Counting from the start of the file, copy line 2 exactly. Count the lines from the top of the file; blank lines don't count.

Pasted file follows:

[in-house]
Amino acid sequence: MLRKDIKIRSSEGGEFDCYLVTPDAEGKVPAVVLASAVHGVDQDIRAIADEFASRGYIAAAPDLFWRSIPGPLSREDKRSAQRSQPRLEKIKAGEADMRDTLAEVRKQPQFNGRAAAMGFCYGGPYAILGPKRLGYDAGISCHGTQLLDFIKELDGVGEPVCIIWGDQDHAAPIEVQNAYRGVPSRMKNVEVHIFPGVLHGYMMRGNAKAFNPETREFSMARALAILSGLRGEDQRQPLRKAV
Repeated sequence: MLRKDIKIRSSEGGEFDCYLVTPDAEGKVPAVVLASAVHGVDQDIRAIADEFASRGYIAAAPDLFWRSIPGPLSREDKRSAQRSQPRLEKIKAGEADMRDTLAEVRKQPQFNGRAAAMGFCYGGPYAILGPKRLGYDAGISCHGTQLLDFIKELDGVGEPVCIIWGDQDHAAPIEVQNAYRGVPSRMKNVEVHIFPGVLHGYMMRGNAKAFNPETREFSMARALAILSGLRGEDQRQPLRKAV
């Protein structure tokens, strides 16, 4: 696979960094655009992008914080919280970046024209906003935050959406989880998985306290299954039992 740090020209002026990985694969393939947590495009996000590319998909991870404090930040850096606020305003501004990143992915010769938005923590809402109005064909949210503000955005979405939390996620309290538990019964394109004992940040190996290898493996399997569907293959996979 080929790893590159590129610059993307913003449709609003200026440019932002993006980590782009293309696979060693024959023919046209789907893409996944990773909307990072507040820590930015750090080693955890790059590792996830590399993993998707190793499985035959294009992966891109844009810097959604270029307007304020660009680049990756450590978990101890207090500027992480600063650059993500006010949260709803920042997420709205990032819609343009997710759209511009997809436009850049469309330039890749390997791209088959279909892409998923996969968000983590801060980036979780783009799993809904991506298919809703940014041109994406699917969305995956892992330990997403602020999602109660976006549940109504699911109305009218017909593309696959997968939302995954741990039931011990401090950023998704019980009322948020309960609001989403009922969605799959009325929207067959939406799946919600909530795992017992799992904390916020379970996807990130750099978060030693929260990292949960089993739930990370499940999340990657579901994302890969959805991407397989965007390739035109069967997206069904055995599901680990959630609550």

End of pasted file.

Amino acid sequence: MLRKDIKIRSSEGGEFDCYLVTPDAEGKVPAVVLASAVHGVDQDIRAIADEFASRGYIAAAPDLFWRSIPGPLSREDKRSAQRSQPRLEKIKAGEADMRDTLAEVRKQPQFNGRAAAMGFCYGGPYAILGPKRLGYDAGISCHGTQLLDFIKELDGVGEPVCIIWGDQDHAAPIEVQNAYRGVPSRMKNVEVHIFPGVLHGYMMRGNAKAFNPETREFSMARALAILSGLRGEDQRQPLRKAV